Since only truly free people can exercise these responsibilities, we should ask which freedoms particularly contribute to this instilling of civic responsibility. I believe it is the freedom to make some decisions about the vital local services which are at the heart of any community. For example, the ability to exercise some control over your local school, or at the very least the chance to choose whether it is suitable for your child, is key. We should give more power to local communities – to decide on the design priorities of the estate; to run their own children’s leisure facilities; to have a much greater input into the local policing priorities.

The argument against this, which is never quite put explicitly, is that this level of freedom is impossible for the poor – it is too risky. There is a wrong-headed insulting view that the poor are poor because they are feckless. Some are, just like some very affluent people are, but the vast majority are not. If we start from the presumption that a significant percentage of our fellow citizens are permanently incapable of exercising full civic rights, then we will never live in a stable and relaxed country.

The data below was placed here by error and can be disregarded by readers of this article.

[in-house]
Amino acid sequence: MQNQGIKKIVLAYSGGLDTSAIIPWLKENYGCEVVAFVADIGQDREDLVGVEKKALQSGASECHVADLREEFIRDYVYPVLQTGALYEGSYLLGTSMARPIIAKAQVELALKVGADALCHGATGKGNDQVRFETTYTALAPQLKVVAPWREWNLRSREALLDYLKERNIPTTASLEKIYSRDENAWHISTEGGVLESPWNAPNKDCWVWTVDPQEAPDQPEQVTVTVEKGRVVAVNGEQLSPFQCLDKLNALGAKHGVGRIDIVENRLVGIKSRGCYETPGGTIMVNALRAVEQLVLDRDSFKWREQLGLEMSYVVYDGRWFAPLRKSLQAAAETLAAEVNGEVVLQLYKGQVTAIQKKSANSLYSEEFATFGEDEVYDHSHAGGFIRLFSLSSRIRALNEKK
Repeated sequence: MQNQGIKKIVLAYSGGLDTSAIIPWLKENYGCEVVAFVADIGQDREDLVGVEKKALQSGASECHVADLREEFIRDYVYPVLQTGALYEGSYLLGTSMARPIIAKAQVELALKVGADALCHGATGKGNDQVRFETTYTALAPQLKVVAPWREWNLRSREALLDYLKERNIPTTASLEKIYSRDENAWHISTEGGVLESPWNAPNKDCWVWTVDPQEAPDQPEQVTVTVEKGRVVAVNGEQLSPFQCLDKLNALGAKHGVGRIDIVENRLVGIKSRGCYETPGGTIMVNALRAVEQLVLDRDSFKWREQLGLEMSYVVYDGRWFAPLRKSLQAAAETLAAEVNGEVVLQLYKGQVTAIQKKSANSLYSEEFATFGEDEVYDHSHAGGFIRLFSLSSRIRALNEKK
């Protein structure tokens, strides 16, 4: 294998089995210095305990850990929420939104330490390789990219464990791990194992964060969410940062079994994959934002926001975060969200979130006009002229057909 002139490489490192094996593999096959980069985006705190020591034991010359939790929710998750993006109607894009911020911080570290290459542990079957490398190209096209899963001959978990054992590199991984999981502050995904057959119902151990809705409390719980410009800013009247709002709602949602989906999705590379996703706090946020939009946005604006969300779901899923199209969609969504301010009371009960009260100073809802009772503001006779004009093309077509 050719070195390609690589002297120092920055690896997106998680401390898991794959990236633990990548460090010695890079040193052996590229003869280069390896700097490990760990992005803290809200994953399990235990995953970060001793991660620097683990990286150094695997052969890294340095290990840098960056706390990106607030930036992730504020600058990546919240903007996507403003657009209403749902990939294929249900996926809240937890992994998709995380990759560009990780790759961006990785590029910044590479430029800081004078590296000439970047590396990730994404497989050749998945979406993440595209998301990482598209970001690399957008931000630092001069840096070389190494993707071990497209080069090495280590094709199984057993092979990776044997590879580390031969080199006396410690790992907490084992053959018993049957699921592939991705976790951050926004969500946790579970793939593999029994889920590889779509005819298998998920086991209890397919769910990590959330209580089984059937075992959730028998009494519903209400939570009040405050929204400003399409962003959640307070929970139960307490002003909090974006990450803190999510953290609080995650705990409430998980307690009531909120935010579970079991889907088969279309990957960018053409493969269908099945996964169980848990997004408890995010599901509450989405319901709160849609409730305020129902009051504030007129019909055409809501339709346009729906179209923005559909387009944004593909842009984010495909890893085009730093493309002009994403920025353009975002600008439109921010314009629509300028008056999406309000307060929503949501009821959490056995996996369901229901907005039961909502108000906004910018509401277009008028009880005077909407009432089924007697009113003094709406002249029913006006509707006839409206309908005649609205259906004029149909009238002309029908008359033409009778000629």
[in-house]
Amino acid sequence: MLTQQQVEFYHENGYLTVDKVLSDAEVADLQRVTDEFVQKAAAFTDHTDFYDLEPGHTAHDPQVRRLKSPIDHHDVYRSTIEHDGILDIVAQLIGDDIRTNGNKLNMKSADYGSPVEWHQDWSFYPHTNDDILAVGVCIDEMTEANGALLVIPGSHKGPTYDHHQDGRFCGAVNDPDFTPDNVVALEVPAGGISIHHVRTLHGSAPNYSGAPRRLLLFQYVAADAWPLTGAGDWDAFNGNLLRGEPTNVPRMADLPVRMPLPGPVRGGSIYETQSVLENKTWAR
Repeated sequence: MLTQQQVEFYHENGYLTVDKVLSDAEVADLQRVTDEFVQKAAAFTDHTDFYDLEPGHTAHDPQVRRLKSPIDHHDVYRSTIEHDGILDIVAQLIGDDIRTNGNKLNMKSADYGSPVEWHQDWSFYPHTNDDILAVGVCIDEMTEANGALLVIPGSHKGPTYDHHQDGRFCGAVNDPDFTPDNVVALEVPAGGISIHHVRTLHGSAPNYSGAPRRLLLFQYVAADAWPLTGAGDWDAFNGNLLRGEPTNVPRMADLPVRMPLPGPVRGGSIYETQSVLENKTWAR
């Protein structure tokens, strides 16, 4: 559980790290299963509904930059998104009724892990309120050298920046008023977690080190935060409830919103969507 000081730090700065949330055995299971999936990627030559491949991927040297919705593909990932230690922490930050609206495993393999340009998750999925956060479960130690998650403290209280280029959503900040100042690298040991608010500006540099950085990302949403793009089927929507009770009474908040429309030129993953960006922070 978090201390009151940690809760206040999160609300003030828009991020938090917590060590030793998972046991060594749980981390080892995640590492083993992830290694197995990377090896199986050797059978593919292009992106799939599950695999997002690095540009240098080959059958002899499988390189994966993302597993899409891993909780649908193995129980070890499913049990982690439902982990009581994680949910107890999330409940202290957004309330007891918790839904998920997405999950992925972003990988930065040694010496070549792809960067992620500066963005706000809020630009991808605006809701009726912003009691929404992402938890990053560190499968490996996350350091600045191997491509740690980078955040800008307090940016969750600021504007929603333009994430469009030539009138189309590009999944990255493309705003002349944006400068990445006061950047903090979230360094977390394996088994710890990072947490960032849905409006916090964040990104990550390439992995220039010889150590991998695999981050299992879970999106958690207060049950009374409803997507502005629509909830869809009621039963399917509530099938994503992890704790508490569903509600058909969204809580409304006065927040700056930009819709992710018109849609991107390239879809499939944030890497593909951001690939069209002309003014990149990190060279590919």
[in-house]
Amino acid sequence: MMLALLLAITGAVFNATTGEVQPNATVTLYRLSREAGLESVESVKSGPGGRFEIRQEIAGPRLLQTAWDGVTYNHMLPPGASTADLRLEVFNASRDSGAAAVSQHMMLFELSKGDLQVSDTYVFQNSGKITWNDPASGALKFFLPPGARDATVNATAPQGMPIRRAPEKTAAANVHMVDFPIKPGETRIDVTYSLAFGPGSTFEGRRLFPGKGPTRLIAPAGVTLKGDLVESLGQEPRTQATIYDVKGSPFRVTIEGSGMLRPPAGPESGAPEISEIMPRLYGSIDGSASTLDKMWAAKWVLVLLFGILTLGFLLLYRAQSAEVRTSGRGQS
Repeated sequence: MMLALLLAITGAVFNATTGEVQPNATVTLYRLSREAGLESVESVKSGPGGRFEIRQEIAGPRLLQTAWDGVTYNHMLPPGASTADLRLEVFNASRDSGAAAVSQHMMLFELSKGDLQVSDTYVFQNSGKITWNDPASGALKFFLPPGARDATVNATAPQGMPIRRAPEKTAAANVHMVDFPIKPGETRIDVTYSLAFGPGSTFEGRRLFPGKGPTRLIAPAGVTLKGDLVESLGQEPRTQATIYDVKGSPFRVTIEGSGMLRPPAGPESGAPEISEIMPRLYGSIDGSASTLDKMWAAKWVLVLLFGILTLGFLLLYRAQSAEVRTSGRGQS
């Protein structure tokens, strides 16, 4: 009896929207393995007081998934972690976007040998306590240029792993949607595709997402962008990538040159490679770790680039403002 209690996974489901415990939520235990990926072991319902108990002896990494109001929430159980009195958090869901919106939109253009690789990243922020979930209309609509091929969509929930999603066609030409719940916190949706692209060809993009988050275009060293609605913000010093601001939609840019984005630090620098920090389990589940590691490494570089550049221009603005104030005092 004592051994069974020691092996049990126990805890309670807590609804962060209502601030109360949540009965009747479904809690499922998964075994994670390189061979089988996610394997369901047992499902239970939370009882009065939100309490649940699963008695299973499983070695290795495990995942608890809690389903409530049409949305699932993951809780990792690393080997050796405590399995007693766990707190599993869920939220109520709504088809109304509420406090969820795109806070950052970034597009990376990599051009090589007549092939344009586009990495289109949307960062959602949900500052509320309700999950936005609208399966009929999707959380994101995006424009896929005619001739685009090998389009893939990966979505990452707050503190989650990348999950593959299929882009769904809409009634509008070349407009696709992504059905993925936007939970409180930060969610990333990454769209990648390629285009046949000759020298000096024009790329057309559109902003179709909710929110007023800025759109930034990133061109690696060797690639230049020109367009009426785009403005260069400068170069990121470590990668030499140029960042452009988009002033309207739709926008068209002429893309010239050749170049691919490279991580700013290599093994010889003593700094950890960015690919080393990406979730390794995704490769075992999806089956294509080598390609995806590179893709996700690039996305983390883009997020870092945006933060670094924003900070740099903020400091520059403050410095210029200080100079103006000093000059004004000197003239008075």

Civil liberties are essential for the most disadvantaged on the proposition that they should not be treated differently from the comfortable and affluent. One Nation should mean one set of rules for all, and one set of rights for all. There is such a thing as society; it’s just not the same as the state.

Trust the people, in that grand old Tory phrase which should still be a guiding light to us. I know this sounds risky and over-optimistic. But what is the alternative? More and more control? Increasing public spending to hold down an underclass we have written off? This would be expensive, dehumanising and a failure. You cannot run a modern democratic country in which your civil liberties depend on where you live, what you earn, and where your children go to school. Civil liberties are the liberties of every citizen from the richest to the poorest. We should defend and enhance them, for everyone."

23 comments for: ‘Poor people need civil liberties too’